The Pig Pen

Dr. Robin H. Kimbrough

Dr. Robin H. Kimbrough

One important theological truth we must hold onto is that God is always present. No matter how far we stray from him, we can always find our way back into the welcoming arms of a father who loves each of us. Jesus’ parable about a father with two sons illustrates this truth. The oldest approaches his dad about receiving his inheritance early. Although the father knows that this is not best for his son, he agrees with the request. The prodigal son takes off with his newly found wealth and spends his time on “riotous living.” He wasted his money on so-called friends, food, alcohol, and sex.

When the money ran out so did the friends, food, alcohol, and sex. He found himself unemployable, starving, and alone in a pigpen. In this moment, he comes to himself and realizes that he does not have to remain in the pig pen, because he can go home to his father: “He would gladly have filled himself with the pods that the pigs were eating; and no one gave him anything. But when he came to himself he said, ‘How many of my father’s hired hands have bread enough and to spare, but here I am dying of hunger!’” Luke 15:16-17.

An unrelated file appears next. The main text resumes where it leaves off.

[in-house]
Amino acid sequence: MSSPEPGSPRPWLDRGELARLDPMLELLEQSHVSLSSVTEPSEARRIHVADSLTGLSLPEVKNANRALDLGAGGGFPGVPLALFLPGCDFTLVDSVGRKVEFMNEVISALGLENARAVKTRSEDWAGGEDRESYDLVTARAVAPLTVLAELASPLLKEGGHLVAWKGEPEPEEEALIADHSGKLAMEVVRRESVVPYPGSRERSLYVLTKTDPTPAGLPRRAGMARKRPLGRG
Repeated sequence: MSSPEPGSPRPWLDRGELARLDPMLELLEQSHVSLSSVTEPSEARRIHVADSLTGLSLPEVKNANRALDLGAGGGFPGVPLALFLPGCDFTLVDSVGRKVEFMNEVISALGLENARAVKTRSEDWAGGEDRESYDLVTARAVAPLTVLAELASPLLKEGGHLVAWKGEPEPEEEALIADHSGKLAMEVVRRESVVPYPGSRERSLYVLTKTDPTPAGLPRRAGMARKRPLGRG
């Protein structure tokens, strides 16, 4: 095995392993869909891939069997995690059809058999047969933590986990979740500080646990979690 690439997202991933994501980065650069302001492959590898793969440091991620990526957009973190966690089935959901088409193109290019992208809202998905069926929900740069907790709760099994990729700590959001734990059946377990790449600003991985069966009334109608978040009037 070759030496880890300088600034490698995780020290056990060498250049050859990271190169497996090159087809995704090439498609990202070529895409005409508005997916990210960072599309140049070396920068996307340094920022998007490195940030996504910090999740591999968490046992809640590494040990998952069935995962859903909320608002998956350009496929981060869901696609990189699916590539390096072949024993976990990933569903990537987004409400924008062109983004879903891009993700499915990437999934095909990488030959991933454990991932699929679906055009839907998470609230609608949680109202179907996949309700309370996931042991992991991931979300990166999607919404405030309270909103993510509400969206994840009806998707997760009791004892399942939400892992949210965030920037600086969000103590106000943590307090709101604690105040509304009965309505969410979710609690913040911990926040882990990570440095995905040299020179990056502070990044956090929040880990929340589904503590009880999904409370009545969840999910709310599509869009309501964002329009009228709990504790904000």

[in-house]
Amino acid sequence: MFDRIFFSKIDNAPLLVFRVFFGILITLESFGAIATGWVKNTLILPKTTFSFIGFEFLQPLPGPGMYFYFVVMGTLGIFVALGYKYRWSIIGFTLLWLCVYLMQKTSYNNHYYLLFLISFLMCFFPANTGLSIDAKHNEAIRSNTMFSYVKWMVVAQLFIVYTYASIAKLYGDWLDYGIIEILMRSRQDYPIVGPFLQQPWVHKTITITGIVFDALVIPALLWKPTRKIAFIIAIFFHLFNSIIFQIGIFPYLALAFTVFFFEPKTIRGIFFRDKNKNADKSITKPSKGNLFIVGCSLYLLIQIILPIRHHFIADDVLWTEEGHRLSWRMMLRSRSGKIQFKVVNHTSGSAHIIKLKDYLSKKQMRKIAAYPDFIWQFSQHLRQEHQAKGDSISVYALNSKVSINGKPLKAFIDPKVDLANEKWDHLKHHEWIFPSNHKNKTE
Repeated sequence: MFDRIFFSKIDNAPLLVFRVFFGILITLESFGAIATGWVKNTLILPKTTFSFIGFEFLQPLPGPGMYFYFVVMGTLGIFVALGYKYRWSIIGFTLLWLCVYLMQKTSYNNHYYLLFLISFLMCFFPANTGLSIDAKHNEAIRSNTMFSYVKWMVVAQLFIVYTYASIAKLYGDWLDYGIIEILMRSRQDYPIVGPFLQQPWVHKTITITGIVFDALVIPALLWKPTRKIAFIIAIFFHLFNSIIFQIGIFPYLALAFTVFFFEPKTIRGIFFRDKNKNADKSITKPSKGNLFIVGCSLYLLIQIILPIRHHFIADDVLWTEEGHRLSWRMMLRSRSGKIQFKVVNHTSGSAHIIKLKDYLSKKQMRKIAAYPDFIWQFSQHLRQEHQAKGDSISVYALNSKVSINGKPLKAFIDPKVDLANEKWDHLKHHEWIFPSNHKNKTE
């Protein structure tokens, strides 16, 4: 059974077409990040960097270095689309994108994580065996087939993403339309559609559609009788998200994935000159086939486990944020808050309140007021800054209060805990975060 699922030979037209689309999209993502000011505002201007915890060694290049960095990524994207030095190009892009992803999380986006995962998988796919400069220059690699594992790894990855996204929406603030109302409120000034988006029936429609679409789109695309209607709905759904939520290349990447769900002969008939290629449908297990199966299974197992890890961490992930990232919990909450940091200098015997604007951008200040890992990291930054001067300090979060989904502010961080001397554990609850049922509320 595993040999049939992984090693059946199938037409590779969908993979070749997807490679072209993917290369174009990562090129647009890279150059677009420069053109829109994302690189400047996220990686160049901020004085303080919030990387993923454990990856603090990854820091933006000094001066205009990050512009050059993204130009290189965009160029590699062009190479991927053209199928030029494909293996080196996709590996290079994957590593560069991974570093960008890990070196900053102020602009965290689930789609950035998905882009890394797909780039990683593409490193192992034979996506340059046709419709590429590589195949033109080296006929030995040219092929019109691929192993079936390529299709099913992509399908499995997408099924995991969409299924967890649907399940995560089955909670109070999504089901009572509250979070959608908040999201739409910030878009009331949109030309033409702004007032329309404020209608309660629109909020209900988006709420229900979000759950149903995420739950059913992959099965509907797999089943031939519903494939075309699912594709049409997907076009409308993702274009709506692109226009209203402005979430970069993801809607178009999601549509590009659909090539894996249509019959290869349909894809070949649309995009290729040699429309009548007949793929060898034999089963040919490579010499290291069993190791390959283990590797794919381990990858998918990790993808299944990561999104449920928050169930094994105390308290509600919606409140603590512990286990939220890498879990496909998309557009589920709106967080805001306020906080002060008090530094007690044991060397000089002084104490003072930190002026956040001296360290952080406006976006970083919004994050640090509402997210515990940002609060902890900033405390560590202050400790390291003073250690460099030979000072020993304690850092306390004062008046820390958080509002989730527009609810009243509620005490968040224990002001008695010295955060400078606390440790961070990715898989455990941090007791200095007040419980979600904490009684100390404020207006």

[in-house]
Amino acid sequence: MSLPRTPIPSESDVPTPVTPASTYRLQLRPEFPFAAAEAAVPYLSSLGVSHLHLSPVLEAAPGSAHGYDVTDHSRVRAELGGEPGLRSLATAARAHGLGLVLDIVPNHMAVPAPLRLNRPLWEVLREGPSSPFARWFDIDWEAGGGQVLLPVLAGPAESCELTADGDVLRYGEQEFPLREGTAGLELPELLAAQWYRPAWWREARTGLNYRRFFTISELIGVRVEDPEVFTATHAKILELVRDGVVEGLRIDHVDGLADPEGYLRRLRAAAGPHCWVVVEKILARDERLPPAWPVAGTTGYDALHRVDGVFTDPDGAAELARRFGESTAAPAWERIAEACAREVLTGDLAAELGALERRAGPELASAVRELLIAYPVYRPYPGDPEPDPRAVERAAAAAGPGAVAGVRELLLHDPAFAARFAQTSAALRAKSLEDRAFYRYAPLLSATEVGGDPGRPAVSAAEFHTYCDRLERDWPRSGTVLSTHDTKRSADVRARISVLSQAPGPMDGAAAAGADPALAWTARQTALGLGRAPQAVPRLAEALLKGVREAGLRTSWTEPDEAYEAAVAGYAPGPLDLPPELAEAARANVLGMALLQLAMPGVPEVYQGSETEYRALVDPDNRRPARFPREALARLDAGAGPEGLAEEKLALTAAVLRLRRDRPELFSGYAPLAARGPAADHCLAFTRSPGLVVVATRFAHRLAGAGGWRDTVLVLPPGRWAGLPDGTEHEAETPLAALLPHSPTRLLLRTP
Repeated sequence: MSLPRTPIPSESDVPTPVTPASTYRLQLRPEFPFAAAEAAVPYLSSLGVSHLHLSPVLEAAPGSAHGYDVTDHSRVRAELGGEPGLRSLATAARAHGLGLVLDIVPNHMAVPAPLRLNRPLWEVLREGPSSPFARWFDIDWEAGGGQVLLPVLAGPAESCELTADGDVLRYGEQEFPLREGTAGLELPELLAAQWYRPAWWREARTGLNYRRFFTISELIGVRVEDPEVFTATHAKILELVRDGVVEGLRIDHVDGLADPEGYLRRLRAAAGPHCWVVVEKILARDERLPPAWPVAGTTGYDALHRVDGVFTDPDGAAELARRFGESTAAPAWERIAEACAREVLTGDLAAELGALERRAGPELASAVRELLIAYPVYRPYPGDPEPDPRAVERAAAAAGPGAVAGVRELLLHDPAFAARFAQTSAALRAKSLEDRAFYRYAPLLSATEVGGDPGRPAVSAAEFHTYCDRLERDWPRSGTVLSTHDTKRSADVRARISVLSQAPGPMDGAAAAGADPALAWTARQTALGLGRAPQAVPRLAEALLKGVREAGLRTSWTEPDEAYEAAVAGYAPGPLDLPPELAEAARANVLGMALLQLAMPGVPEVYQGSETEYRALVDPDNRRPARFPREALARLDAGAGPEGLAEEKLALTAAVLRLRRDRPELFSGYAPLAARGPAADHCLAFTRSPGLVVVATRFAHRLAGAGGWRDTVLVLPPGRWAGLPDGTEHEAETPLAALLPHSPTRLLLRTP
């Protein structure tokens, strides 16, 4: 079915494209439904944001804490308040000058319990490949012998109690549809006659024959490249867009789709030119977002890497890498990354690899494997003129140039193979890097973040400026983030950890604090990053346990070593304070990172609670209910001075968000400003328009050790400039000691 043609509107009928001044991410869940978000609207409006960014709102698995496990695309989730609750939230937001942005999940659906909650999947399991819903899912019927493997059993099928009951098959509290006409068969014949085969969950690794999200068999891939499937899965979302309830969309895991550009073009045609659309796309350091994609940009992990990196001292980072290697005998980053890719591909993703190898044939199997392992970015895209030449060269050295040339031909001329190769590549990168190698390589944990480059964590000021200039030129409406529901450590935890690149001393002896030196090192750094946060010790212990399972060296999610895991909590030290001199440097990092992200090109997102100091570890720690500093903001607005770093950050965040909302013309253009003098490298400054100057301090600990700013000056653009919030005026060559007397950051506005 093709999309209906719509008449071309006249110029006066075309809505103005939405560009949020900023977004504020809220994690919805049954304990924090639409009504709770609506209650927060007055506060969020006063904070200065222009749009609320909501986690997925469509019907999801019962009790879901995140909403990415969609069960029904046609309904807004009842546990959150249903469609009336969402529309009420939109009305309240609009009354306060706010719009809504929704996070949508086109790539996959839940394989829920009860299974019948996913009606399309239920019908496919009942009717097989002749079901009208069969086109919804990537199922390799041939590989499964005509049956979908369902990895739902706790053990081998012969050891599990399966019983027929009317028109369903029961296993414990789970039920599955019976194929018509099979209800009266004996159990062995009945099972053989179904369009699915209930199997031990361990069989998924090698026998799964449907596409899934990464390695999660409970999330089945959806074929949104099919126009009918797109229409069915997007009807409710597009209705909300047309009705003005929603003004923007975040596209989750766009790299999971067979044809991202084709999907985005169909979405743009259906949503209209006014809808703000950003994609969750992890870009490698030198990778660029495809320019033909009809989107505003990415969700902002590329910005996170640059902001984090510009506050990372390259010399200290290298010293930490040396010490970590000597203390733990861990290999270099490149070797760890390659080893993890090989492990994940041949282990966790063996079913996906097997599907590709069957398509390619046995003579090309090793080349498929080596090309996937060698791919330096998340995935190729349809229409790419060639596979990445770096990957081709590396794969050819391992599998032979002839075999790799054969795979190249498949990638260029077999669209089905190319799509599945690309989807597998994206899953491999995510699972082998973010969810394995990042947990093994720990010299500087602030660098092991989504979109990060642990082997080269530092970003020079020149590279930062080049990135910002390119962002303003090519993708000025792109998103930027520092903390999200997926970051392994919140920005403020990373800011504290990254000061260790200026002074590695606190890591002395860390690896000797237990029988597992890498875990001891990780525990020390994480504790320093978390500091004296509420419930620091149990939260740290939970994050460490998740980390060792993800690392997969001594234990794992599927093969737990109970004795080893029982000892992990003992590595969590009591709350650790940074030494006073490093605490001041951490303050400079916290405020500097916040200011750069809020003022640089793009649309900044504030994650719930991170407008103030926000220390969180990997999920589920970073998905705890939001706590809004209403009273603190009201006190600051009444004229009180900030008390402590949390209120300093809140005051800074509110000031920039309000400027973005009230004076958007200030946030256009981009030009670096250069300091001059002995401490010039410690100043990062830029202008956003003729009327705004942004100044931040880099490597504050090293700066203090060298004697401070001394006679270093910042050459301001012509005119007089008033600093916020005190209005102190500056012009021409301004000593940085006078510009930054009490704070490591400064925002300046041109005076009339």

Like the prodigal son, we get distracted and discouraged. We begin to place demands on God, and instead of listening to God’s instruction, we begin to take matters into our hands. We learn quickly that we need God. We also recognize what we really need from God are intangible things like security, reassurance, dependability, and availability. Often, we cannot appreciate what God has provided until we end up in the pigpen—a nasty, dirty place of want and hunger. Perhaps our pigpen is a dead-end job, an unhealthy relationship, a place of guilt and shame, and brokenness.

God’s desire is not for us to remain in pigpens. God wants us to come back home and experience his divine favor and blessings over our lives. Through God’s grace calling out in the pigpen, we are able to come to ourselves and be delivered. The prodigal son’s father could have gone looking for his son, but he waited on his eventual return. Most of us would love God to actually take our hand and get us out of the pigpen. This is not how God operates. We must come to ourselves, figure out in the midst of our circumstances that we need God and choose to live under his authority.

When we make the choice, regardless of riotous living, our lack of resources, or that we smell like swine. God, our father, is there welcoming us with open arms to make us clean, dressing us in the finest robes and rings, and celebrating our deliverance from the pig pen.